Why Being a Truly Inclusive School Shouldn’t Be Scary — Learn Patient Advocacy
Despite all the talk about diversity and inclusion in classrooms, many schools and families still struggle with what this actually means and why it matters. Just having a child with disabilities or complex needs in a classroom isn’t enough. They need to be seen as a valued member of the school community.
Too often the conversation focuses on the challenges versus gifts these students bring to the classroom.
How can any kid be successful with this approach?
As a parent of an autistic child, I see this attitude taken way too often. And it’s not just confined to the IEP (individualized education plan) meetings.
I hear the rumblings from other parents — I don’t want that child in my kid’s class. Why is that child in French immersion, they should be a regular school (which implies French immersion is somehow an elite school).
I’ve also heard teachers’ comments — that child needs more medication (for the kid with ADHD). Or they get frustrated with a child’s actions instead of approaching behaviour from a place of curiosity and wondering what needs aren’t being met to cause the behaviours.
For those parents, caregivers and staff who appreciate and value these amazing kids, I’m sure you could add to this list of negative input.
Time to change the focus
But here’s the thing. These kids also bring many gifts with them and add value to the classroom.
Looking at my own child, he is very empathetic towards his classmates. Having grown up with him since kindergarten, some of his classmates take a leadership role when he’s in their group.
A recent example his teacher shared was a group project where a lot of reading was involved and multiple steps to follow. Realizing my child struggles with reading, one student paused the group, read out the project to everyone then broke down the instructions step by step.
Guess what? This approach helped other students in the group, not just my child. The teacher noted how students who tend to get easily overwhelmed were more engaged. They were able to follow the task when it was broken down into easy to manage steps.
As for the child who took the leadership role. He saw how it helped his group, which then created a positive feedback loop, reinforcing his approach with his peers.
My son’s classmates weren’t rolling their eyes that he was in their group, frustrated by the additional supports needed or grumbling about who’s going to fund this. Rather, they recognized my child’s needs, adapted their approach to the project and worked as a team.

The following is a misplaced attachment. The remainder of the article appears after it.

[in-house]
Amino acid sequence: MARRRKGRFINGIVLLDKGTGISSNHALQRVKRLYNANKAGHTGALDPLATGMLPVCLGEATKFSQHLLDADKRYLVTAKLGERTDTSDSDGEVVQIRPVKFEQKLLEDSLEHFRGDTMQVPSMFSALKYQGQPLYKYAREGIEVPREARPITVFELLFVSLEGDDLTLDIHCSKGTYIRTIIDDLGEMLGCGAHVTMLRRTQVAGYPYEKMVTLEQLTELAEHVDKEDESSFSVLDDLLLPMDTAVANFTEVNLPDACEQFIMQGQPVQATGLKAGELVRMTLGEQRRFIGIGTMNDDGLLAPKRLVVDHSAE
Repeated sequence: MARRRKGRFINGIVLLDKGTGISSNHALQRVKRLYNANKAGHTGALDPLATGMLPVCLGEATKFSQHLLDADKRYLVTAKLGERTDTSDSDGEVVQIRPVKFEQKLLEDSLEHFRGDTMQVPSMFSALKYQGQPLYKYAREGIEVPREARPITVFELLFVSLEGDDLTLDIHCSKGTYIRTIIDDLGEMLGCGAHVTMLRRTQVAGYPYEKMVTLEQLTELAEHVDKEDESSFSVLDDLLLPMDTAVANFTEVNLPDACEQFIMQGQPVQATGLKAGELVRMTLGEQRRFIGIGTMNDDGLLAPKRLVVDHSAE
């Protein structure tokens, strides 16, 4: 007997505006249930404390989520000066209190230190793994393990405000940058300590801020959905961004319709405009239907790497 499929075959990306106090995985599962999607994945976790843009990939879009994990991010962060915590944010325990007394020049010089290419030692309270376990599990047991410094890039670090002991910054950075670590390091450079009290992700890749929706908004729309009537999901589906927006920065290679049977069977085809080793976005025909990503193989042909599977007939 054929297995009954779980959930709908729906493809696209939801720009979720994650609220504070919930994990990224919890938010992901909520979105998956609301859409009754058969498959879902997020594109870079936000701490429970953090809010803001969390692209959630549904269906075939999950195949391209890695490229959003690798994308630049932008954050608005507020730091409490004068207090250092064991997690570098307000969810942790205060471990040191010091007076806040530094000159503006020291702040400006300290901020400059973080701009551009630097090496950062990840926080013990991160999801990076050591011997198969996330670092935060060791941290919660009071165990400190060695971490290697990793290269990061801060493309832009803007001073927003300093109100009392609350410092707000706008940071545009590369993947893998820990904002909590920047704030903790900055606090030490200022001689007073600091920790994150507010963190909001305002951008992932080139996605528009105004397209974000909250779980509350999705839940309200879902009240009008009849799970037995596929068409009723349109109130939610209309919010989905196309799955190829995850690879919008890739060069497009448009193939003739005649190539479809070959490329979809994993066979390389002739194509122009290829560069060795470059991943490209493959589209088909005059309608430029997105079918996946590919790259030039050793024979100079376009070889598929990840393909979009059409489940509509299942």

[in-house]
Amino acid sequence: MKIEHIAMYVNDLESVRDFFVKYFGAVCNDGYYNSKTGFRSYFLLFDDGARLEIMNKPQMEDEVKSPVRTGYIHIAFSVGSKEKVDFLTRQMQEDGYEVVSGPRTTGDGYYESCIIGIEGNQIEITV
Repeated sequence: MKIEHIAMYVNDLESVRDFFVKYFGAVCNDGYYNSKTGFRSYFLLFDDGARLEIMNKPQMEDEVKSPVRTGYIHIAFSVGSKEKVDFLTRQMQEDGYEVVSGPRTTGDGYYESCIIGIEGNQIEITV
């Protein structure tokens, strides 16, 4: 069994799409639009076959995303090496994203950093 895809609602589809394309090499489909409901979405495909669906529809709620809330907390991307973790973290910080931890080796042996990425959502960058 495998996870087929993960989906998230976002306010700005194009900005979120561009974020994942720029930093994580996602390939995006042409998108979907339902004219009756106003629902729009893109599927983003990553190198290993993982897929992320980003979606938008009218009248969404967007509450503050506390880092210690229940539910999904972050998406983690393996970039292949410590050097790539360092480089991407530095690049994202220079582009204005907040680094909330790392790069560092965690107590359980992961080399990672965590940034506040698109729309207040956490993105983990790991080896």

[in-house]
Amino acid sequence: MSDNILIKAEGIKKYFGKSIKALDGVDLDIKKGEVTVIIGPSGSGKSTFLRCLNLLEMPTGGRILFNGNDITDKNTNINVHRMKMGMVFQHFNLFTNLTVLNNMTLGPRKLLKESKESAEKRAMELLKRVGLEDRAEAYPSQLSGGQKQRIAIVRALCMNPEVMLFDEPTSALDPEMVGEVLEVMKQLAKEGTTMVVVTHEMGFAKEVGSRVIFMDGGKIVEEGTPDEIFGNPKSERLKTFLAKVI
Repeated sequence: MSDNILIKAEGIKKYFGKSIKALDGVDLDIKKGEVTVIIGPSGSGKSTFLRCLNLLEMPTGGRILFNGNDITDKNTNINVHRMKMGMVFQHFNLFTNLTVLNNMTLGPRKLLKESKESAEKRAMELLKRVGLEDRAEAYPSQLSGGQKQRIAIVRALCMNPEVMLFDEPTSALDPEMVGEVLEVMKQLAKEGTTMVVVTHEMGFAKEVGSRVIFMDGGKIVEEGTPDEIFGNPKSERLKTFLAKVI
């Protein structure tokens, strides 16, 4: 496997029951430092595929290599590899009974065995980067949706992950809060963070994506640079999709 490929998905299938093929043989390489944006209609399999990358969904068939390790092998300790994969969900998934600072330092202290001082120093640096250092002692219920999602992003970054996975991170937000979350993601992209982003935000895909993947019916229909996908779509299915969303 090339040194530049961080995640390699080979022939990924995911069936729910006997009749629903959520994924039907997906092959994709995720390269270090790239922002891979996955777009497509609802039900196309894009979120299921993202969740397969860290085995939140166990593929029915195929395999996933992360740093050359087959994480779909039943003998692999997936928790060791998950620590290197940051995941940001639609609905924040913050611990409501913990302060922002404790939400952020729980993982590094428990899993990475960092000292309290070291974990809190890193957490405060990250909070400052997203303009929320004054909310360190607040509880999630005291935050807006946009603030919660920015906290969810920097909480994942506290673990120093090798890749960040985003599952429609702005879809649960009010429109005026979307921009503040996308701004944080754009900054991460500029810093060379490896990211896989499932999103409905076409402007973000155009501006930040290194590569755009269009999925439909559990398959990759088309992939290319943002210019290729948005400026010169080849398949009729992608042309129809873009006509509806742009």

The best part — they also naturally found a way to tap into my child’s superpower — technology. He’s a natural whiz at making videos, doing online research and gaming. So, when it came time to report back to the class, they chose to do a video versus written report with my son overseeing the production.
Kids show us the way
It’s amazing how open kids can be to accepting people for who they are, without labels or judgement. Yet, too often it’s the adults in their lives who cloud their view with stereotypes, stigma and biases.
I’ve long advocated that a key part of changing the conversation starts in the home.
Over the years, I’ve had many conversations with parents who have strong opinions about what diversity and inclusion should look like and are holding onto old school beliefs.
For a couple of years, I attend the PAC (parents advisory council) meetings at my child’s school with the hope of trying to change the conversation about inclusive education. I shared information during ADHD awareness month, Autism acceptance month, posted articles about increase in childhood anxiety since the beginning of the pandemic (which is impacting all children) and more, with a goal of helping educate families.
While I had some positive feedback (especially from families of kids with disabilities and complex needs) at one PAC meeting a parent said — we’ve heard enough about kids with disabilities. I think we get it.
But then, in the next sentence he complained about a child in his son’s class, and questioned if he should be at a different school.
Clearly, he didn’t get it.
So how do we create truly diverse and inclusive schools?
It starts with changing our personal mindset. Letting go of the stigma, stereotypes and educational systems we grew up in. Finding ways to highlight the gifts of students with disabilities or complex needs instead of focusing on their stretches.
If we don’t fully embrace diversity and inclusion, we are missing out on tapping into the gifts of these incredible students.
Originally published at https://learnpatientadvocacy.com on October 28, 2022.